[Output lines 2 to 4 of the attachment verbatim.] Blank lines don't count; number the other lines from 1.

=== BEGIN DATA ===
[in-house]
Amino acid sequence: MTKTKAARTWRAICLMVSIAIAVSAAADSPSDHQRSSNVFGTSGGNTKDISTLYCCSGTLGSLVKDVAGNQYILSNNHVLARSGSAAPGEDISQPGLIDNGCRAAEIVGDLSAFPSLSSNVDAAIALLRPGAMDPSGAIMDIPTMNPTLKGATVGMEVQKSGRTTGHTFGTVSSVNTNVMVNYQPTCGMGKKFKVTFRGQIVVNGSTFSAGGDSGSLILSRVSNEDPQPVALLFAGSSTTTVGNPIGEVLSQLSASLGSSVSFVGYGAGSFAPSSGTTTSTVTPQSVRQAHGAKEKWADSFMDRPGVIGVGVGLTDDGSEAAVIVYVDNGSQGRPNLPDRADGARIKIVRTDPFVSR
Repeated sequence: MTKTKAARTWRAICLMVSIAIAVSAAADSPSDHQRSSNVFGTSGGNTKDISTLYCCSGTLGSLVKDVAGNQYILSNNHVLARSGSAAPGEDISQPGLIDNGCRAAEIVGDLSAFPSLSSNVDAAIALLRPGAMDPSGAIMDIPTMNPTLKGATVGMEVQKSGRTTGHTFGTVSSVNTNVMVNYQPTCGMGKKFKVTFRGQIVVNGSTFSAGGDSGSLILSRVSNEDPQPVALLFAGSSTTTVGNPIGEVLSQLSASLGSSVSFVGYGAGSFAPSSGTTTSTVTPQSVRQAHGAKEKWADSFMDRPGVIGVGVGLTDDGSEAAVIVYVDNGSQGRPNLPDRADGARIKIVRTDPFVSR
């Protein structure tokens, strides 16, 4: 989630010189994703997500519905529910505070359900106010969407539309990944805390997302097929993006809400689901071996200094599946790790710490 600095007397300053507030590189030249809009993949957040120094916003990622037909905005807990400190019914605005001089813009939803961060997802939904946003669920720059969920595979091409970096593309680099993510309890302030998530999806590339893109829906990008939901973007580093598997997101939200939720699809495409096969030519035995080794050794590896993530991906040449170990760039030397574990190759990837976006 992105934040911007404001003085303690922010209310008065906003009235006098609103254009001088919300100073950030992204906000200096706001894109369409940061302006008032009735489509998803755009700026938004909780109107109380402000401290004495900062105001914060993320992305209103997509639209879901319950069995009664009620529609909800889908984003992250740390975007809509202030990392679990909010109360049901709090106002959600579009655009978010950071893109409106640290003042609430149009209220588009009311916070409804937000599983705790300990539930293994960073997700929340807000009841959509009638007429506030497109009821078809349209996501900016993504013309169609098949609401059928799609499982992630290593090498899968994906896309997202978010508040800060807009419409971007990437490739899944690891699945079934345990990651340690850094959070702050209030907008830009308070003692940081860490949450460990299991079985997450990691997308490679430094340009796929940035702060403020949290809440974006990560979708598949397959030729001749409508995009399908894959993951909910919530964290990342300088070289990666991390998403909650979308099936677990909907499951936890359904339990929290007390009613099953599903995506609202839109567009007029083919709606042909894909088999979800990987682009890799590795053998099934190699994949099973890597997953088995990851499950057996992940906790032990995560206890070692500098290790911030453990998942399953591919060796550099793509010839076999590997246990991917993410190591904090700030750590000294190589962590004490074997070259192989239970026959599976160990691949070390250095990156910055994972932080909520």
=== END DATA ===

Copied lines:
Amino acid sequence: MTKTKAARTWRAICLMVSIAIAVSAAADSPSDHQRSSNVFGTSGGNTKDISTLYCCSGTLGSLVKDVAGNQYILSNNHVLARSGSAAPGEDISQPGLIDNGCRAAEIVGDLSAFPSLSSNVDAAIALLRPGAMDPSGAIMDIPTMNPTLKGATVGMEVQKSGRTTGHTFGTVSSVNTNVMVNYQPTCGMGKKFKVTFRGQIVVNGSTFSAGGDSGSLILSRVSNEDPQPVALLFAGSSTTTVGNPIGEVLSQLSASLGSSVSFVGYGAGSFAPSSGTTTSTVTPQSVRQAHGAKEKWADSFMDRPGVIGVGVGLTDDGSEAAVIVYVDNGSQGRPNLPDRADGARIKIVRTDPFVSR
Repeated sequence: MTKTKAARTWRAICLMVSIAIAVSAAADSPSDHQRSSNVFGTSGGNTKDISTLYCCSGTLGSLVKDVAGNQYILSNNHVLARSGSAAPGEDISQPGLIDNGCRAAEIVGDLSAFPSLSSNVDAAIALLRPGAMDPSGAIMDIPTMNPTLKGATVGMEVQKSGRTTGHTFGTVSSVNTNVMVNYQPTCGMGKKFKVTFRGQIVVNGSTFSAGGDSGSLILSRVSNEDPQPVALLFAGSSTTTVGNPIGEVLSQLSASLGSSVSFVGYGAGSFAPSSGTTTSTVTPQSVRQAHGAKEKWADSFMDRPGVIGVGVGLTDDGSEAAVIVYVDNGSQGRPNLPDRADGARIKIVRTDPFVSR
């Protein structure tokens, strides 16, 4: 989630010189994703997500519905529910505070359900106010969407539309990944805390997302097929993006809400689901071996200094599946790790710490 600095007397300053507030590189030249809009993949957040120094916003990622037909905005807990400190019914605005001089813009939803961060997802939904946003669920720059969920595979091409970096593309680099993510309890302030998530999806590339893109829906990008939901973007580093598997997101939200939720699809495409096969030519035995080794050794590896993530991906040449170990760039030397574990190759990837976006 992105934040911007404001003085303690922010209310008065906003009235006098609103254009001088919300100073950030992204906000200096706001894109369409940061302006008032009735489509998803755009700026938004909780109107109380402000401290004495900062105001914060993320992305209103997509639209879901319950069995009664009620529609909800889908984003992250740390975007809509202030990392679990909010109360049901709090106002959600579009655009978010950071893109409106640290003042609430149009209220588009009311916070409804937000599983705790300990539930293994960073997700929340807000009841959509009638007429506030497109009821078809349209996501900016993504013309169609098949609401059928799609499982992630290593090498899968994906896309997202978010508040800060807009419409971007990437490739899944690891699945079934345990990651340690850094959070702050209030907008830009308070003692940081860490949450460990299991079985997450990691997308490679430094340009796929940035702060403020949290809440974006990560979708598949397959030729001749409508995009399908894959993951909910919530964290990342300088070289990666991390998403909650979308099936677990909907499951936890359904339990929290007390009613099953599903995506609202839109567009007029083919709606042909894909088999979800990987682009890799590795053998099934190699994949099973890597997953088995990851499950057996992940906790032990995560206890070692500098290790911030453990998942399953591919060796550099793509010839076999590997246990991917993410190591904090700030750590000294190589962590004490074997070259192989239970026959599976160990691949070390250095990156910055994972932080909520």